Paul Simon, The Voice of American Wandering, In Concert

Paul Simon played at Merriweather Post Pavilion last Friday with a full band, and I had the pleasure of seeing him and his opener Sarah MacLachlan, a singer I’ve seen twice, with my sister. Simon is a master and his presence fills the stage.

In his 70s, that legend of the 60s was swaying on stage, nodding and stretching out his arms, bobbing his wrist to simultaneously conduct the band. He led with his fingers and his chest like a much younger man.

The instruments: Mandolins, accordions, xylophones, trumpets and the staples: drums, a piano, and guitars. Some sea shells added sound too and a chime that looked like it was made out of spoons, although it surely wasn’t.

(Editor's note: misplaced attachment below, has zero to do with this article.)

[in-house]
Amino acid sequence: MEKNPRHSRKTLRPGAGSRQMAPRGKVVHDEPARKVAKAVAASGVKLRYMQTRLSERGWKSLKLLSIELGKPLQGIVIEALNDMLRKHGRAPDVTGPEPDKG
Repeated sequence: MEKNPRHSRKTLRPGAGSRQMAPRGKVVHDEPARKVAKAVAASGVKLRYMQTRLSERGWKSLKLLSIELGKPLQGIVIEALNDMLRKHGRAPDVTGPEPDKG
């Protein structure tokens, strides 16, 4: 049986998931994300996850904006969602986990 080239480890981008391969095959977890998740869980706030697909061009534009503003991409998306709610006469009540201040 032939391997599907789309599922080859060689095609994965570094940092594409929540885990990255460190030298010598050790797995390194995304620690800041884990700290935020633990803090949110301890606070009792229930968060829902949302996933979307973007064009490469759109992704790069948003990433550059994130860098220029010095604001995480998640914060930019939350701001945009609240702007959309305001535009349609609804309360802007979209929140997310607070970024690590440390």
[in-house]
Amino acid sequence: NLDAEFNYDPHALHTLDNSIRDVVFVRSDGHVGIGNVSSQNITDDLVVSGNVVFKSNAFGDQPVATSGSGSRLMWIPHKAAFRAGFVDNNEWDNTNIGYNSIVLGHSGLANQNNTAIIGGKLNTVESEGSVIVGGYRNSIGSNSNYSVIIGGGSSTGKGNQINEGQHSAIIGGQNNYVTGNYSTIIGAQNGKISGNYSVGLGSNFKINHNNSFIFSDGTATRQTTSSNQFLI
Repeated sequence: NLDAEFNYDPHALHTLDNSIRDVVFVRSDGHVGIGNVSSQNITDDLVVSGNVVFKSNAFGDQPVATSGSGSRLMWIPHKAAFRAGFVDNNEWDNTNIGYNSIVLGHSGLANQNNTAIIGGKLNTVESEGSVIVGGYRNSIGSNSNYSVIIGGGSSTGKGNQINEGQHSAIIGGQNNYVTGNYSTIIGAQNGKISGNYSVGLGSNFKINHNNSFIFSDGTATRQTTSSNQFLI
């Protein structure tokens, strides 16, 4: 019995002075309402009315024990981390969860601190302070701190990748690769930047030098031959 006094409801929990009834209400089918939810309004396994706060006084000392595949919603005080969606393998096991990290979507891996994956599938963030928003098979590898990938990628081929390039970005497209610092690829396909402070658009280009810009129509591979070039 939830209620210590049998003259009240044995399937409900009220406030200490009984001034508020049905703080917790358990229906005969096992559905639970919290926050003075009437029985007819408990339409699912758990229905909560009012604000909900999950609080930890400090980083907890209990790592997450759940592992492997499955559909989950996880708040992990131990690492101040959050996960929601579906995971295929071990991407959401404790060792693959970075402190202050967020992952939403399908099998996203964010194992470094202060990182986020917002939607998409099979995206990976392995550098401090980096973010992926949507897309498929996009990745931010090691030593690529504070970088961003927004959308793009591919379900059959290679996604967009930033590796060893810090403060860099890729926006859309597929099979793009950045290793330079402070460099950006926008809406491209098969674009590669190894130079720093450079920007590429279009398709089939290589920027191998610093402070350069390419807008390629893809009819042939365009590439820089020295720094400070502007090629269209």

The crowd was mostly white, old and young. We sat and stood, bounced and bobbed, cheered and called.

He played my favorites: America, The Boxer, Graceland, Homeward Bound, Call me Al, many I did’t know and finally, alone on stage, The Sound of Silence–the classic that drew me into Simon and Garfunkle in my freshmen year of college.

There is no word for Paul Simon but master: he moves and commands attention with that easy grace of someone fully self-possessed, with the comfort that lacks self-consciousness and hesitance. His twirling wrist signaled the band and his hips moved with his guitar, whether it was acoustic or electric.

He carries that hard-won air of someone who has passed through the stages of craft and relationship:  1) being enamored with music, sound and fame–then 2) the ever-looming disillusionment at the pitfalls of an industry, fickle audiences and imperfect others, and then finally 3) to fully embrace the American musical scene as an institution and his role within it. To be a master, he didn’t abandon music or the audience, but took up his instruments and his listeners–the imperfections and all, and loved American folk music and its people, thereby lifting it–and us–to a higher level.